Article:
Bill Donohue comments on the New York Times’ reaction to a TV ad calling out the New York City public schools for coddling accused sexual predators:
In today’s New York Times, there is an analysis of former CNN anchor Campbell Brown’s new group, Parents’ Transparency Project, that was established to root out public school employees guilty of sexual misconduct. This is what it says about the ad: “Her case is helped by stark statistics and will appeal to parents who would not want anyone who had been accused of misconduct, no matter how minor, around children. But by blaming unions, and ignoring concerns that the city might impose unnecessarily harsh punishmentson employees, she risks inflaming organized labor, and in turn, the Democratic candidates for mayor.” (My emphasis.)
When it comes to the Catholic Church, the New York Times insists on “zero tolerance,” but not when it comes to the public schools. It wants to go light on “minor” offenses, and is strictly opposed to “unnecessarily harsh punishments.” Furthermore, it is important for officials to bow before the unions, and it is equally critical that nothing be done to undermine the prospects of a Democratic candidate for mayor.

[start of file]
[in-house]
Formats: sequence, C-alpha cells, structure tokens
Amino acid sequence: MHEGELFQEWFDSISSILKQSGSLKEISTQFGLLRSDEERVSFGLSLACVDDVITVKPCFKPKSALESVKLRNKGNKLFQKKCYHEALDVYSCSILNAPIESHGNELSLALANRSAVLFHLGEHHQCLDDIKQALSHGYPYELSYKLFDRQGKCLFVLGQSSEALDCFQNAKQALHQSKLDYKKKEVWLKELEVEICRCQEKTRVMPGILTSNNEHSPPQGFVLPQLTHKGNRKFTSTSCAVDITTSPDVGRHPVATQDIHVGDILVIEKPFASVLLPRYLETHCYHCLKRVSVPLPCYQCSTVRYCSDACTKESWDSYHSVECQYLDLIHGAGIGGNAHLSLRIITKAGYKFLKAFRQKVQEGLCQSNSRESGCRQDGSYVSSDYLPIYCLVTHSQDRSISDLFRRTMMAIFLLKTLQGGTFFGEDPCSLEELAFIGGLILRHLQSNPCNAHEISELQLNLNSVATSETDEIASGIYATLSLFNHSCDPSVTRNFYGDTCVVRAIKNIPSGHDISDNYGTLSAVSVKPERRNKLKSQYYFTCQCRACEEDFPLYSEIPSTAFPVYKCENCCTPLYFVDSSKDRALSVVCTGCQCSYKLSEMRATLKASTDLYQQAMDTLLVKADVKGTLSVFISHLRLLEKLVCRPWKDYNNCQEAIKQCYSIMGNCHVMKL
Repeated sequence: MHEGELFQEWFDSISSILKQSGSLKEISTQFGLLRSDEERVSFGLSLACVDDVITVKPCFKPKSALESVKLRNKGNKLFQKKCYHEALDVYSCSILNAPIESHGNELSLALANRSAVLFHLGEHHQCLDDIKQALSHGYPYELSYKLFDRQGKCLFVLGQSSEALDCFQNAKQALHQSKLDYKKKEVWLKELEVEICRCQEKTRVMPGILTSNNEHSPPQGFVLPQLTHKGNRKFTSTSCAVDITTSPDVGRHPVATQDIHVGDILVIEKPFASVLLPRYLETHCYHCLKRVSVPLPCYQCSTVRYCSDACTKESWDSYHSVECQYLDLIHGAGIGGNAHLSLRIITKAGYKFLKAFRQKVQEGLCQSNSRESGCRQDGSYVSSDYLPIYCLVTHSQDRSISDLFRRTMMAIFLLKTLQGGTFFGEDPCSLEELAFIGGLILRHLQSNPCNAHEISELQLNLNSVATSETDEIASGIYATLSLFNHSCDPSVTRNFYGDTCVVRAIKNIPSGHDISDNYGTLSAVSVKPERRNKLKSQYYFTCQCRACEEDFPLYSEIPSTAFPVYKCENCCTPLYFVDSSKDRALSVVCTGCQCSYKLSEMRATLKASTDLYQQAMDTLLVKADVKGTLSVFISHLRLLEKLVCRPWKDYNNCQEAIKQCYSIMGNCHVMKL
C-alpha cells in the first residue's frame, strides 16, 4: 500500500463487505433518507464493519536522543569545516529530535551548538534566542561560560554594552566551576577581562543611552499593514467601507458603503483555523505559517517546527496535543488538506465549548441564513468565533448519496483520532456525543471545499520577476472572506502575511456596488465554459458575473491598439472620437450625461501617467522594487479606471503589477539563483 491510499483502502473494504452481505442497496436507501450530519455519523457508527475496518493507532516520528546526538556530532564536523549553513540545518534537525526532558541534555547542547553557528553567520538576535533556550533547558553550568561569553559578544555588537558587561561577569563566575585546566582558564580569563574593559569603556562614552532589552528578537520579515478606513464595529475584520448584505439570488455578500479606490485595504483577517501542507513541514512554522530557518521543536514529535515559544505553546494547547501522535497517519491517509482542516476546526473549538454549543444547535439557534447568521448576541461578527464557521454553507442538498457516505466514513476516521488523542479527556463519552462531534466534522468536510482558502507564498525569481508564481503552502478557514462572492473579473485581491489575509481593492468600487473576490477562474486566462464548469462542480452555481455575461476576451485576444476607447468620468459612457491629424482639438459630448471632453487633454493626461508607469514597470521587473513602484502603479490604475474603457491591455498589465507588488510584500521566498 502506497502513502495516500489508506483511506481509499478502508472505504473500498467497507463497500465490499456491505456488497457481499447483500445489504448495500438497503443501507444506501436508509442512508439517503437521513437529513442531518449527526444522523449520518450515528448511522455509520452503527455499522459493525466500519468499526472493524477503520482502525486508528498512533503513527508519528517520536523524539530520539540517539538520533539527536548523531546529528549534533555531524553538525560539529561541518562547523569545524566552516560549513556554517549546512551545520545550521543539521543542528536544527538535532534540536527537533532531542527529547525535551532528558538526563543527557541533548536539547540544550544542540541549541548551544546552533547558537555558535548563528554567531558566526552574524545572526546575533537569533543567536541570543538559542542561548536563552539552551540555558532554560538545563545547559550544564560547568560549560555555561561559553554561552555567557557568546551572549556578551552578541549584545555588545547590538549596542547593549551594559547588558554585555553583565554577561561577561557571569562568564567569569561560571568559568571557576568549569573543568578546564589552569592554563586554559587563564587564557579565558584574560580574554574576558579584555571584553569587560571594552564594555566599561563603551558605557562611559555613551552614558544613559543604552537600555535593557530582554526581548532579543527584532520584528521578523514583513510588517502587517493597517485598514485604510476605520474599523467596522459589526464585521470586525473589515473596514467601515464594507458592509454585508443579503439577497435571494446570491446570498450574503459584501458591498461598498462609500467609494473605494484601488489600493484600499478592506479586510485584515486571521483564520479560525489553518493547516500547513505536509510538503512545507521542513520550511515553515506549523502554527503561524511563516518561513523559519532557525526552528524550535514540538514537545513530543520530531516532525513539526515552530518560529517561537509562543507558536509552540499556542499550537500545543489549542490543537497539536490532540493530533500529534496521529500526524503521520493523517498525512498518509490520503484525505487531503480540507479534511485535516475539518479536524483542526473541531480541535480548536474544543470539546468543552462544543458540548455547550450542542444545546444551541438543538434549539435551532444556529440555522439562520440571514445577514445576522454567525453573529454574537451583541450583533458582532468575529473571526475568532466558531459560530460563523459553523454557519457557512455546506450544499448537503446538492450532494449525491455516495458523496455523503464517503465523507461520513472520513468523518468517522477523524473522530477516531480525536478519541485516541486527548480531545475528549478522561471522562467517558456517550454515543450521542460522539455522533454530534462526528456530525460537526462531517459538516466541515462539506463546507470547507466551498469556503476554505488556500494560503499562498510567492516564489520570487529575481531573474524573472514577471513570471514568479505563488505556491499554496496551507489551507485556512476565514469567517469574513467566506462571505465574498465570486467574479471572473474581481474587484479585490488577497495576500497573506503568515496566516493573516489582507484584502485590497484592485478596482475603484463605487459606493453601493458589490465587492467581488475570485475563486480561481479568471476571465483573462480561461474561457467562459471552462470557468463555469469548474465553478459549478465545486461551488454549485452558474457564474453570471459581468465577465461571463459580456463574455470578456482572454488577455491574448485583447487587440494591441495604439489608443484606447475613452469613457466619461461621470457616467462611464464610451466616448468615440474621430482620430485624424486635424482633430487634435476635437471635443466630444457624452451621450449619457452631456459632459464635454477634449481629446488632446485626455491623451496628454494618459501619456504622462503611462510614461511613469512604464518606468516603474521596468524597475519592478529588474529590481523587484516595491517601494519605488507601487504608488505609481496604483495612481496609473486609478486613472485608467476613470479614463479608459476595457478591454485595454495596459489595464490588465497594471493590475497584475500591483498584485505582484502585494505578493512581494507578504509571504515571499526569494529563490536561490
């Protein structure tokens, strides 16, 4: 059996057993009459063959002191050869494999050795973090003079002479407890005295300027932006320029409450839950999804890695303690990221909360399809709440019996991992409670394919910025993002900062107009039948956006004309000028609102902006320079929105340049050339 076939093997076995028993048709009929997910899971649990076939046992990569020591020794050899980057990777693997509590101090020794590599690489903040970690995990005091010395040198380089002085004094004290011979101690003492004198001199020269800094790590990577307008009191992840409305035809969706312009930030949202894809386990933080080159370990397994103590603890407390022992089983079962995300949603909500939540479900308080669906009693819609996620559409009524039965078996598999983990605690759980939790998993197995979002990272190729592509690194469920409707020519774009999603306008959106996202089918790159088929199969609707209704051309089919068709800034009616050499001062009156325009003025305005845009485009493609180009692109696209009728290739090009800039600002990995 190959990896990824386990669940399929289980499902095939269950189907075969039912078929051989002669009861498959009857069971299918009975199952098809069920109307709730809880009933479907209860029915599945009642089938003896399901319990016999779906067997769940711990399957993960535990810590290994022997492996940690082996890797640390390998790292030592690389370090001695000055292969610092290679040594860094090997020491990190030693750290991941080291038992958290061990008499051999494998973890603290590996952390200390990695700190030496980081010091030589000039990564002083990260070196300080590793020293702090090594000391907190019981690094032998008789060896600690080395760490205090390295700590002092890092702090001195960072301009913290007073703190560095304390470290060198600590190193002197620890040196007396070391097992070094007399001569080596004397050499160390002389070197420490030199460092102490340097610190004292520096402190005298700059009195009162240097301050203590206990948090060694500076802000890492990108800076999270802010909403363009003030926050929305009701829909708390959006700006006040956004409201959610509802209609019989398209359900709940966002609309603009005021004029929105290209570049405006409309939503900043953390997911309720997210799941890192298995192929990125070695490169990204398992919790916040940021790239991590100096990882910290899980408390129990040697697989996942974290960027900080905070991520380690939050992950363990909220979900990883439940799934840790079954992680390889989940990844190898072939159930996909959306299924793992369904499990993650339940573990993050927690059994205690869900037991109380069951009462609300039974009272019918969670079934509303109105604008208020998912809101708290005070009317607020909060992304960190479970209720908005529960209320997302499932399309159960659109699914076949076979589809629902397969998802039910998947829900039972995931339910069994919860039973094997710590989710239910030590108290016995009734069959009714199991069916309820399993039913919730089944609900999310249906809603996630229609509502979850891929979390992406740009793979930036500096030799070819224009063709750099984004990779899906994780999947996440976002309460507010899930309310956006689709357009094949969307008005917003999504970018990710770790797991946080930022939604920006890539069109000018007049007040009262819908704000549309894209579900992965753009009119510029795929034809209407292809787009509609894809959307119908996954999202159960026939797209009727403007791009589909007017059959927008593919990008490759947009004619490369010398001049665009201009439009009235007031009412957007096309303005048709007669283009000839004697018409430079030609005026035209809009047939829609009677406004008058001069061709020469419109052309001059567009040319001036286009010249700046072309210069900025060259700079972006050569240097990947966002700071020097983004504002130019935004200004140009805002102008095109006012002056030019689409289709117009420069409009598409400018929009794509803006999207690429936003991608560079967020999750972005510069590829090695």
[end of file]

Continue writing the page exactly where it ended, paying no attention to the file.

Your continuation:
As Campbell Brown and the New York Daily News have shown, officials have tried to fire 128 employees in the New York City public schools because of sexual misconduct; only 33 have been removed. One staffer was given a six-month suspension after admitting he was busted for “inappropriate touching.” Officials then learned that he attended meetings of the North American Man/Boy Love Association; NAMBLA advocates child rape.
The New York Times has said nothing about any of this. Why? Perhaps because it sees these offenses as “minor,” or perhaps it sees NAMBLA meetings as educational, thus not worthy of “harsh punishments.” In any event, it would be wrong to tick off the unions, and it would be immoral to put the Democratic candidates in a tough spot. But for priests….